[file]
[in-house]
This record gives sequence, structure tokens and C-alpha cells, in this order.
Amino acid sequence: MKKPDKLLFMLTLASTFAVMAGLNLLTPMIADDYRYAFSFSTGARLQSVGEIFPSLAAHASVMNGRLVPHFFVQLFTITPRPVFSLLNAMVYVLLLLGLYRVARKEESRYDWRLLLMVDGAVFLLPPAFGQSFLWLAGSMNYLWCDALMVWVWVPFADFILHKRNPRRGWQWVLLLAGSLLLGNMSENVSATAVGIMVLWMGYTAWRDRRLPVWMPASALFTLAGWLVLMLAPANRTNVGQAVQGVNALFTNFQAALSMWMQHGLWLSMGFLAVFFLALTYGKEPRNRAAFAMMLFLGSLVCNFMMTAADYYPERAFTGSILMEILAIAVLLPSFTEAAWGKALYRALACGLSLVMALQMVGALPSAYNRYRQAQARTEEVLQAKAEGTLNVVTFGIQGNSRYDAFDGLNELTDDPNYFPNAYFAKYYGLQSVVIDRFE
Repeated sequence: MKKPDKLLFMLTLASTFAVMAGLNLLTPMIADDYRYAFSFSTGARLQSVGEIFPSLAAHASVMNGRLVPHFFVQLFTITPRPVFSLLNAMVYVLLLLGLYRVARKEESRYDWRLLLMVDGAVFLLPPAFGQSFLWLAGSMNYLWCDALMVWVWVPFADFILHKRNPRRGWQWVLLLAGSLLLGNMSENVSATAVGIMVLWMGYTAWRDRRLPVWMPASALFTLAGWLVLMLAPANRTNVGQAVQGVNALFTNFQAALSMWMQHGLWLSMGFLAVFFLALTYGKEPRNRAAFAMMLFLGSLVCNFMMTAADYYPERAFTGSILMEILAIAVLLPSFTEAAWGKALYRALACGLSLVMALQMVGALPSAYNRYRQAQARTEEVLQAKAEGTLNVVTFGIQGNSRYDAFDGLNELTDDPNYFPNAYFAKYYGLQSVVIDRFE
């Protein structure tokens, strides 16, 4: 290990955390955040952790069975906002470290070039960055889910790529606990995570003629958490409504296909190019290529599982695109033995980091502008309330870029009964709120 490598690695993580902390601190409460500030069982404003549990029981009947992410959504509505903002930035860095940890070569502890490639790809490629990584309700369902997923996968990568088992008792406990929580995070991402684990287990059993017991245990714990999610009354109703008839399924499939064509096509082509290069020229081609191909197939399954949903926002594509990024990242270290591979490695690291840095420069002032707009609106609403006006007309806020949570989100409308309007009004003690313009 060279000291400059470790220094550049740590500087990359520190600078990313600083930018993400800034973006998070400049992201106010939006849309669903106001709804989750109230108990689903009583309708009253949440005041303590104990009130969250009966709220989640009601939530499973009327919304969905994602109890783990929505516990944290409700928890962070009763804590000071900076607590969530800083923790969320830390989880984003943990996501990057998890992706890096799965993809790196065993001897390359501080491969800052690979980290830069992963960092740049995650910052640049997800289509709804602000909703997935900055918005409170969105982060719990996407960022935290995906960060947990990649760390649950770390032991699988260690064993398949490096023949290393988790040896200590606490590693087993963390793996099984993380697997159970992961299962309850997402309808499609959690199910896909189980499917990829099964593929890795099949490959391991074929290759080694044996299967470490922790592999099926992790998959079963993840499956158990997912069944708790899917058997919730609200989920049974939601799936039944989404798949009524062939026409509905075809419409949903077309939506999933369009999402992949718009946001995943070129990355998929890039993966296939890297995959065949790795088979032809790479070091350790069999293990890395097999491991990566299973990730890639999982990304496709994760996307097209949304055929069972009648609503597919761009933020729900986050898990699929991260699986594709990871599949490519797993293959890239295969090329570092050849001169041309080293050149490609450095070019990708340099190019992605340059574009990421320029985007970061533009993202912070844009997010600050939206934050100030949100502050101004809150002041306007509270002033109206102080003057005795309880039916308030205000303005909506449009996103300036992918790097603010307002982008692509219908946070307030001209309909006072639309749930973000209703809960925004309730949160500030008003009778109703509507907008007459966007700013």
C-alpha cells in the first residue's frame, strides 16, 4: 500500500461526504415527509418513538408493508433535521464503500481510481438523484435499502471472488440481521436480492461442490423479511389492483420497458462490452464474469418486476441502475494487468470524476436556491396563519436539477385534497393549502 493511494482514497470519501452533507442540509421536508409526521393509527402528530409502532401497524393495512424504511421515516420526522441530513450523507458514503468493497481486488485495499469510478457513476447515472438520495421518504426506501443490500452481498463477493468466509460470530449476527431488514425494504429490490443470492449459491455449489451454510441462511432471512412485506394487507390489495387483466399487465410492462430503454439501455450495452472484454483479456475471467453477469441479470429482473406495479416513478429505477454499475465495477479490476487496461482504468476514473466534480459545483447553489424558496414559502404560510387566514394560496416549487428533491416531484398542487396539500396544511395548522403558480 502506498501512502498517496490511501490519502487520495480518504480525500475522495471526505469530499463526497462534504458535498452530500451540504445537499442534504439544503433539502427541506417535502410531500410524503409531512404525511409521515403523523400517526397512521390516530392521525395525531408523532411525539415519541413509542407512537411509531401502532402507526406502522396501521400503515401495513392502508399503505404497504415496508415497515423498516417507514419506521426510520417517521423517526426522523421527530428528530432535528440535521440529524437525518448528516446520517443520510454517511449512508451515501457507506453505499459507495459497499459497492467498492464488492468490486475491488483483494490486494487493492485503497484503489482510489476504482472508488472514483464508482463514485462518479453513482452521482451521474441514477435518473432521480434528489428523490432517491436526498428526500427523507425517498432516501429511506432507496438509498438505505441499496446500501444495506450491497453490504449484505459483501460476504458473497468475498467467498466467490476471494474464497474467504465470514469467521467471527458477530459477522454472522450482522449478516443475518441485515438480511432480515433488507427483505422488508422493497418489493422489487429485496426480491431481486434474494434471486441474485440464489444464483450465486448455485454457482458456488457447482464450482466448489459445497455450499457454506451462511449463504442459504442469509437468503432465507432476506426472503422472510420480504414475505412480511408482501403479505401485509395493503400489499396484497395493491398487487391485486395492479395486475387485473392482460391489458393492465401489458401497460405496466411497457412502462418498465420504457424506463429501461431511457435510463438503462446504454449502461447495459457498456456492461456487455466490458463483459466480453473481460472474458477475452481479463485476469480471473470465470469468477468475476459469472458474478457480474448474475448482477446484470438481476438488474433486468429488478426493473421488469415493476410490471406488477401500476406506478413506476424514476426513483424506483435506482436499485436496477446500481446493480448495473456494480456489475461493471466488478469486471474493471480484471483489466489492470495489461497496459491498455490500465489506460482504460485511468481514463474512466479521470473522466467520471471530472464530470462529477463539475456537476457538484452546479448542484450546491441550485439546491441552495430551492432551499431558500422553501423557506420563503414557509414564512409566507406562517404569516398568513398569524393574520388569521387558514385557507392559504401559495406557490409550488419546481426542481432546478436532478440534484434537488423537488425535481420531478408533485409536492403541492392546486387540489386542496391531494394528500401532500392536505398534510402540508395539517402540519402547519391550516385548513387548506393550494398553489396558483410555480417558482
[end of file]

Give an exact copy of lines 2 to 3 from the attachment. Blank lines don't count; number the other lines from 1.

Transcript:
This record gives sequence, structure tokens and C-alpha cells, in this order.
Amino acid sequence: MKKPDKLLFMLTLASTFAVMAGLNLLTPMIADDYRYAFSFSTGARLQSVGEIFPSLAAHASVMNGRLVPHFFVQLFTITPRPVFSLLNAMVYVLLLLGLYRVARKEESRYDWRLLLMVDGAVFLLPPAFGQSFLWLAGSMNYLWCDALMVWVWVPFADFILHKRNPRRGWQWVLLLAGSLLLGNMSENVSATAVGIMVLWMGYTAWRDRRLPVWMPASALFTLAGWLVLMLAPANRTNVGQAVQGVNALFTNFQAALSMWMQHGLWLSMGFLAVFFLALTYGKEPRNRAAFAMMLFLGSLVCNFMMTAADYYPERAFTGSILMEILAIAVLLPSFTEAAWGKALYRALACGLSLVMALQMVGALPSAYNRYRQAQARTEEVLQAKAEGTLNVVTFGIQGNSRYDAFDGLNELTDDPNYFPNAYFAKYYGLQSVVIDRFE